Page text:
The complaint seeks damages of more than $50,000 each from three defendants: a salvage yard, Nevada Pic-a-Part, and two related companies, Havanna Corp. and D&A Bodyworks LLC, that specialize in buying cars at auction, repairing and reselling them.
The 2002 Honda Accord that Karina was driving in March, 2017 had been declared a total loss by the insurance company after a previous wreck in Arizona. The original airbag apparently deployed in that accident.
The replacement airbag came from a 2001 Accord. It may have been pulled by the junkyard or it may have been stolen. In any event, the 2001 airbag was among the most dangerous ever made by Takata. Tests showed a nearly 50 percent chance that the inflator would rupture in a crash. Karina’s father, who bought the car for her, had no knowledge that the 2002 airbag had been replaced by one more dangerous. When Karina had a fender bender, the 2001 airbag exploded, scattering shrapnel and nearly killing her.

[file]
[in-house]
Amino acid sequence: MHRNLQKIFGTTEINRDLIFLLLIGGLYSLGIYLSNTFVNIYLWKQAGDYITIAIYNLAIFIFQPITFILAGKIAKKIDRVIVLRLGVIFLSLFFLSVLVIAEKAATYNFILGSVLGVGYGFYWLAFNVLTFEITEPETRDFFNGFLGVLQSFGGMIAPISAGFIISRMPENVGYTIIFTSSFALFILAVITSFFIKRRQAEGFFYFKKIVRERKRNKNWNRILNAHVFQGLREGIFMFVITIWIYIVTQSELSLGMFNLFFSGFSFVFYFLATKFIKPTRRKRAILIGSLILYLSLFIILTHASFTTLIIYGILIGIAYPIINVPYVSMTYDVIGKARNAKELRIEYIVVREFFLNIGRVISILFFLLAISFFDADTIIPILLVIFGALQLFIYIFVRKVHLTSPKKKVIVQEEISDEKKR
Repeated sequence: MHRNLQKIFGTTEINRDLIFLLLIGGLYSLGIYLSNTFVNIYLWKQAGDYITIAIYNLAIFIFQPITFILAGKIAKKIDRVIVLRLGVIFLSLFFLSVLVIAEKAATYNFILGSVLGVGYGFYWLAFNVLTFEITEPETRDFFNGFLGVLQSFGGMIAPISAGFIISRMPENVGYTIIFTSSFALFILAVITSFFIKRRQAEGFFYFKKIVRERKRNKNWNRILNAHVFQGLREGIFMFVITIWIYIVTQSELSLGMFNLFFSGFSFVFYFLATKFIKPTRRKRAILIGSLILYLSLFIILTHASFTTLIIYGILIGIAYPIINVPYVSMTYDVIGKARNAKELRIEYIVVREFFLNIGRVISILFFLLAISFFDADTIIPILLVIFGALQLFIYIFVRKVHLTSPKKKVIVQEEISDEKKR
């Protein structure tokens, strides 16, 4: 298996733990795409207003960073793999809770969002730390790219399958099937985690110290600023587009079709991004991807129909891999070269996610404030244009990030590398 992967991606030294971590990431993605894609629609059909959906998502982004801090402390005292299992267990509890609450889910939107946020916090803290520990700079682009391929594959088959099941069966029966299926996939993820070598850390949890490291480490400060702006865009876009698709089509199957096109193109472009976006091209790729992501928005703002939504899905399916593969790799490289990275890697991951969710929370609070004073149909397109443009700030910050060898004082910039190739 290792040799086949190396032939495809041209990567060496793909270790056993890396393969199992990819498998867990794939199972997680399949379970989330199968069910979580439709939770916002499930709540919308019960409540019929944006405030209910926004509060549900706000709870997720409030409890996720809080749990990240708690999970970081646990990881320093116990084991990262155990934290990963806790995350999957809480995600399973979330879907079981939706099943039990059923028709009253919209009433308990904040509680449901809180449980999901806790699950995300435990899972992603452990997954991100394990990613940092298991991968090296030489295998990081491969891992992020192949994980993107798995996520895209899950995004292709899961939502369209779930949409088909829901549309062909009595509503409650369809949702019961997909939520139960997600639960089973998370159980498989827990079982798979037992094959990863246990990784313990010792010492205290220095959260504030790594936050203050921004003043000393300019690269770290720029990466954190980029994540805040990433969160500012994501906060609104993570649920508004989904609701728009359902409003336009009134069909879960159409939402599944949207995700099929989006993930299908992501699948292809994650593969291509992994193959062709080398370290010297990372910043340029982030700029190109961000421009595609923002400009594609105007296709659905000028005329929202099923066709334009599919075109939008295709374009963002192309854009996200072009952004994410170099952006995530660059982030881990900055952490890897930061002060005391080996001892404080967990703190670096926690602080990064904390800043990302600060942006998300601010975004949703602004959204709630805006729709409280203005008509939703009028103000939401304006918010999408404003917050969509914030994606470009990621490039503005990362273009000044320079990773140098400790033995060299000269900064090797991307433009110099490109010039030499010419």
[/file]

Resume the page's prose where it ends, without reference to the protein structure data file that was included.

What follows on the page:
Consumers’ first line of defense against airbag injuries is to check the vehicle’s VIN number on the. National Highway and Transportation Safety Administration’s website. That would not have spared Karina, though, because the 2002 Accord’s airbags were not under recall. Selling automobile parts that are under recall is illegal under federal law, but enforcement is spotty, and it would be naïve to think that salvage sales are a model of vigorous legal compliance.
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Many of the airbags used to replace defective airbags have also required replacement. Takata was found to be. replacing defective airbag inflators with identical defective parts. What can a consumer, like Karina’s father, do?
Buying only new cars is not really an option. That leaves thorough recall-driven inspection. But why stop at airbags? Why not ignition switches, gas pedals and anti-lock brakes? At some point, the benefit of buying a less-expensive, used car begins to disappear.
The plaintiffs’ bar clearly has a role to play in making safety an economic priority for car manufacturers. State and federal legislators do, as well, by preventing dangerous products from ever entering the stream of commerce.